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Telkom takes next steps in turnaround

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Telkom has announced the next steps in its strategy to position the company for a more competitive environment and to ensure its sustainability over the long term.

According to statement from Telkom, the organisation respects the decision of the Labour Court handed down last week (8 July 2015). In line with the judge’s order, Telkom immediately withdrew the Section 189 notices on the same day the order was issued, with regard to the technology and centre for learning divisions.

The company has decided to curtail further business losses and has decided to look at a number of cost containment options. Some of these measures will require engagement with organised labour, which will be initiated as and when required.

According to the statement, the measures include but are not limited to:

* A wage freeze;

* Investigating flexible working hours (flexi-time);

* New methodologies to improve productivity;

* Upgrading employees’ skills;

* Reduced working hours in the form of a shorter work week;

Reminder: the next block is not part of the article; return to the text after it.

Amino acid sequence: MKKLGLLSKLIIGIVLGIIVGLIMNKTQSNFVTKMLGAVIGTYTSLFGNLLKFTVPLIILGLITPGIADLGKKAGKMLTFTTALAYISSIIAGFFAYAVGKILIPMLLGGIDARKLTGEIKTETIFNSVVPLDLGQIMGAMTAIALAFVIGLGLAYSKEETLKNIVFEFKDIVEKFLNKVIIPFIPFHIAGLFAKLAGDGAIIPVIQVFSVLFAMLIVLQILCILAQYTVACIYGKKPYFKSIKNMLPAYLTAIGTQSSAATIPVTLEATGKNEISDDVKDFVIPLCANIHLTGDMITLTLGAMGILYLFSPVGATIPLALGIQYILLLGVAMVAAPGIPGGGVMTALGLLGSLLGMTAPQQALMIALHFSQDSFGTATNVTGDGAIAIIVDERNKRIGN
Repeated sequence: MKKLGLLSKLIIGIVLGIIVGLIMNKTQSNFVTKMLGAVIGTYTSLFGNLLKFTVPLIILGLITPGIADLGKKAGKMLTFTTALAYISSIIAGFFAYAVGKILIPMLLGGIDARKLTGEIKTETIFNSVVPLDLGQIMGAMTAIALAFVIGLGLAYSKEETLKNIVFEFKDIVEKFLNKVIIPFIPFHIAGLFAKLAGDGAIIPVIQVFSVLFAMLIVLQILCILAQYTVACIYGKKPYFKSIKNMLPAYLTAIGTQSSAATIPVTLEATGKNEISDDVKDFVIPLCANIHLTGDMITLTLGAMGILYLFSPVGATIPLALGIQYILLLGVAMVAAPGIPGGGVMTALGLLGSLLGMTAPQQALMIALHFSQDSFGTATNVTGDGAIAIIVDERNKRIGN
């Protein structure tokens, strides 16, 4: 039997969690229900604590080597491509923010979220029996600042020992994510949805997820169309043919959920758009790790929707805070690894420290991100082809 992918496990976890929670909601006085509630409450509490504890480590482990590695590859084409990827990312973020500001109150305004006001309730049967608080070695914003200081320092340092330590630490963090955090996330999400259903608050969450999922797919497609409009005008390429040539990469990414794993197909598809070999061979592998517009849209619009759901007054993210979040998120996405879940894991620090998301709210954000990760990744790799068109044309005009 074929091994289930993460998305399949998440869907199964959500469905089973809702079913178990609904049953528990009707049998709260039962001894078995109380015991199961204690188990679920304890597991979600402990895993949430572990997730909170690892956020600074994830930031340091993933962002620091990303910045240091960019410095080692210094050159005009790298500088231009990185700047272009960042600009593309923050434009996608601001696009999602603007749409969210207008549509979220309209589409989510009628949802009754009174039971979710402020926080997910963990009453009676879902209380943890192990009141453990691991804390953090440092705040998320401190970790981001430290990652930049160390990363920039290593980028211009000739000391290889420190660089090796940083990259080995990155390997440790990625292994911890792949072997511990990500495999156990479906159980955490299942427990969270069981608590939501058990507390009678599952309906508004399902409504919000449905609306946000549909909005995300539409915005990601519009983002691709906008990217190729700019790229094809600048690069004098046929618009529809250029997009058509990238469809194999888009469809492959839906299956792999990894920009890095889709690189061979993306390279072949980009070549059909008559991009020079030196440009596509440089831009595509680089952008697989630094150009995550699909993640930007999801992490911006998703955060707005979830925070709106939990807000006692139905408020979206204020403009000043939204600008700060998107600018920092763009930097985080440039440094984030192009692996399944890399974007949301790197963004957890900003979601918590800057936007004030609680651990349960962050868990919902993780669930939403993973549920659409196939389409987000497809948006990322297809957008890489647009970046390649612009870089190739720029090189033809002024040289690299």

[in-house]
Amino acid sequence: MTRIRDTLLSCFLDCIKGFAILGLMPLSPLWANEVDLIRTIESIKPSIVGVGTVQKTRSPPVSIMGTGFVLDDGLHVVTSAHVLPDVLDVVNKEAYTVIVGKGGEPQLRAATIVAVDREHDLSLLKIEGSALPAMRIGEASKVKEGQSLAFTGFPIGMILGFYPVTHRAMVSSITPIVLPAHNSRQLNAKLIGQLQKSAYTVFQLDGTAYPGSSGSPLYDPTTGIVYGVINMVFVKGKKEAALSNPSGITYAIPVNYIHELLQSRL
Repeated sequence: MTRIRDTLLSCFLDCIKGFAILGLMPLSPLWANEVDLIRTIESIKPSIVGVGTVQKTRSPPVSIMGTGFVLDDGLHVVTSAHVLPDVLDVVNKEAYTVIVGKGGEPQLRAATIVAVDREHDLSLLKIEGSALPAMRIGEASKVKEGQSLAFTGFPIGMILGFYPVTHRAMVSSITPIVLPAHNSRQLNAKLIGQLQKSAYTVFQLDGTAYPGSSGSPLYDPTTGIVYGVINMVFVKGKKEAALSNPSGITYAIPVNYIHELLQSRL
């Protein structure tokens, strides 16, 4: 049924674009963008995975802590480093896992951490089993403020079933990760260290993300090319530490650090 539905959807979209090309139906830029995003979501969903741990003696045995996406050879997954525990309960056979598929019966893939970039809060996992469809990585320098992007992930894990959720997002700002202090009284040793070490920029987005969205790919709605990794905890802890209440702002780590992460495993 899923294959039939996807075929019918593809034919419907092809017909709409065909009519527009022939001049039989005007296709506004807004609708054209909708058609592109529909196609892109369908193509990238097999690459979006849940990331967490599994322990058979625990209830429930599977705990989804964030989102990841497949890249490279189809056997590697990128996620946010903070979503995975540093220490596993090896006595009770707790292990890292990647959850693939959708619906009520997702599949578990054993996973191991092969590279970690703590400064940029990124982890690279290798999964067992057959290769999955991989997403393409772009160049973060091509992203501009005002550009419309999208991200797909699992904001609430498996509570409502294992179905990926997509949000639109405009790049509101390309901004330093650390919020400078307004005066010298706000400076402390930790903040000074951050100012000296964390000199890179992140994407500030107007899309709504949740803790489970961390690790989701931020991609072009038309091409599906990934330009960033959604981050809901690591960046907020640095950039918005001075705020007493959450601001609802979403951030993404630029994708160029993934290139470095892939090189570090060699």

* Potential outsourcing options; and

* Voluntary severance packages (VSPs) and voluntary early retirement packages (VERPs).

Packages on offer will be more generous than those required by law and will be available to all non-unionised staff as from today. Telkom will engage with organised labour and will be seeking the consent of the unions to extend the offer to union members as well.

“We must take urgent steps to place the business on a stable footing,” says Telkom CEO Sipho Maseko. “My executive team and I believe these measures are necessary as our business is simply not sustainable in its current form. Our revenue to staff cost ratio remains significantly higher than industry norms. Compared to similar-sized telecommunication companies we have up to 30% more full time employees than our peers. This makes it increasingly difficult for us to compete.”

He says that, in the last 18 months, Telkom has successfully delivered on a number of areas of focus within its multi-year turnaround strategy. The company has renegotiated contracts worth over R10-billion, sold properties worth more than R750-million, and has consolidated its head office into a single location.

“We have to make the difficult decisions now to safeguard the future livelihood of the majority of our employees and to ensure the company remains an important contributor to economic growth, an attractive investment for shareholders, and a vehicle for social transformation. Telkom will only remain relevant if it becomes a more agile, competitive organisation than the one it is now,” Maseko adds.